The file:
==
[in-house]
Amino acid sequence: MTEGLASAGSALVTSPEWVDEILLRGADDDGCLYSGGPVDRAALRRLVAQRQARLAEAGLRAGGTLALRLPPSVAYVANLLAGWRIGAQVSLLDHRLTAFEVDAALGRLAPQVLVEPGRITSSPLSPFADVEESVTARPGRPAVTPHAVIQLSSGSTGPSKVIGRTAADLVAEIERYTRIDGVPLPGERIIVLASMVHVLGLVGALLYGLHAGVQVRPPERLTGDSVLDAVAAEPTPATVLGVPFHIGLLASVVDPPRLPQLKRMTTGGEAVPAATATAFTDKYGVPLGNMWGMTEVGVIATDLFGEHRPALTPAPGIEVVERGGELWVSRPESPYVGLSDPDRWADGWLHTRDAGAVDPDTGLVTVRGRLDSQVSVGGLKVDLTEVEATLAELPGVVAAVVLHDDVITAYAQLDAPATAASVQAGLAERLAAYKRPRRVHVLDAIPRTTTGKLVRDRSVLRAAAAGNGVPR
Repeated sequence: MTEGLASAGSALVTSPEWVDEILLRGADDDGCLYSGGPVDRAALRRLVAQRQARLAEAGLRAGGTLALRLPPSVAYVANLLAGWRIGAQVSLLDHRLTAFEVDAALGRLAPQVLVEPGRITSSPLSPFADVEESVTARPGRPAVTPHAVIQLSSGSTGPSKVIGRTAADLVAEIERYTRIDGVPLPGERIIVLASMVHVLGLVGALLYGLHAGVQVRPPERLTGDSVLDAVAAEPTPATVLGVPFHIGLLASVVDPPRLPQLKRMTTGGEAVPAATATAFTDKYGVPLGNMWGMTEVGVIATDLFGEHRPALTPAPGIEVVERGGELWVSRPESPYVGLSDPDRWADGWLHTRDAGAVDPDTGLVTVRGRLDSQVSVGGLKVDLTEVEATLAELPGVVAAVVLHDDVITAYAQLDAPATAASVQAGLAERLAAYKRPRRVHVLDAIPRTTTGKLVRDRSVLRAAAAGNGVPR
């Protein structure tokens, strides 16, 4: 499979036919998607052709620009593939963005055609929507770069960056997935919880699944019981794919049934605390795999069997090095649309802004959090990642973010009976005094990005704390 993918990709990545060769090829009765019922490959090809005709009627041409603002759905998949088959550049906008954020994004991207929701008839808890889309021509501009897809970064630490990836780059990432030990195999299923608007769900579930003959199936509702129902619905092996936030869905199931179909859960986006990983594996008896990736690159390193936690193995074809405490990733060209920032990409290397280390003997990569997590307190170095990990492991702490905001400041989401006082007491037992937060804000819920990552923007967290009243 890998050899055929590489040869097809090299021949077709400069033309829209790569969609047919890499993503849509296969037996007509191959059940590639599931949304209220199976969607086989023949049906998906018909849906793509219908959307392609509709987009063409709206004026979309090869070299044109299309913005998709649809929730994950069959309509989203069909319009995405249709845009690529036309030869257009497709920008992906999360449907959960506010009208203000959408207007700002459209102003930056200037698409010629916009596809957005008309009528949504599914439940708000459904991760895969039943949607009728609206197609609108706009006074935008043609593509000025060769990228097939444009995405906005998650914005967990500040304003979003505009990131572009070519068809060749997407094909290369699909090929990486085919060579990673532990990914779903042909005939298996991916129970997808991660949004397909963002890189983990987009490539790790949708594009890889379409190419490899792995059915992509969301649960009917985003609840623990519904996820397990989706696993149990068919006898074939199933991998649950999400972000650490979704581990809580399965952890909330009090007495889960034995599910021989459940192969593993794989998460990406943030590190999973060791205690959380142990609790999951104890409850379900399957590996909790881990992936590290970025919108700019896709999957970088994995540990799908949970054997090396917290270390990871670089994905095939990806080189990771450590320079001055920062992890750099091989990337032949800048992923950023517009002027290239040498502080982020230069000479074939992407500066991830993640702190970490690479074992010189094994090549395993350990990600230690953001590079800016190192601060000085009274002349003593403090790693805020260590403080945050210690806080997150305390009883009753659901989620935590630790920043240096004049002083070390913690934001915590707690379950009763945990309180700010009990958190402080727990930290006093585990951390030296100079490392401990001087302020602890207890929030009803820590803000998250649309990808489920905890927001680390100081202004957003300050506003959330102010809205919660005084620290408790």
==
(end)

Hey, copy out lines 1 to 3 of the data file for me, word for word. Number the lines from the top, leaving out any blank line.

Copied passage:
[in-house]
Amino acid sequence: MTEGLASAGSALVTSPEWVDEILLRGADDDGCLYSGGPVDRAALRRLVAQRQARLAEAGLRAGGTLALRLPPSVAYVANLLAGWRIGAQVSLLDHRLTAFEVDAALGRLAPQVLVEPGRITSSPLSPFADVEESVTARPGRPAVTPHAVIQLSSGSTGPSKVIGRTAADLVAEIERYTRIDGVPLPGERIIVLASMVHVLGLVGALLYGLHAGVQVRPPERLTGDSVLDAVAAEPTPATVLGVPFHIGLLASVVDPPRLPQLKRMTTGGEAVPAATATAFTDKYGVPLGNMWGMTEVGVIATDLFGEHRPALTPAPGIEVVERGGELWVSRPESPYVGLSDPDRWADGWLHTRDAGAVDPDTGLVTVRGRLDSQVSVGGLKVDLTEVEATLAELPGVVAAVVLHDDVITAYAQLDAPATAASVQAGLAERLAAYKRPRRVHVLDAIPRTTTGKLVRDRSVLRAAAAGNGVPR
Repeated sequence: MTEGLASAGSALVTSPEWVDEILLRGADDDGCLYSGGPVDRAALRRLVAQRQARLAEAGLRAGGTLALRLPPSVAYVANLLAGWRIGAQVSLLDHRLTAFEVDAALGRLAPQVLVEPGRITSSPLSPFADVEESVTARPGRPAVTPHAVIQLSSGSTGPSKVIGRTAADLVAEIERYTRIDGVPLPGERIIVLASMVHVLGLVGALLYGLHAGVQVRPPERLTGDSVLDAVAAEPTPATVLGVPFHIGLLASVVDPPRLPQLKRMTTGGEAVPAATATAFTDKYGVPLGNMWGMTEVGVIATDLFGEHRPALTPAPGIEVVERGGELWVSRPESPYVGLSDPDRWADGWLHTRDAGAVDPDTGLVTVRGRLDSQVSVGGLKVDLTEVEATLAELPGVVAAVVLHDDVITAYAQLDAPATAASVQAGLAERLAAYKRPRRVHVLDAIPRTTTGKLVRDRSVLRAAAAGNGVPR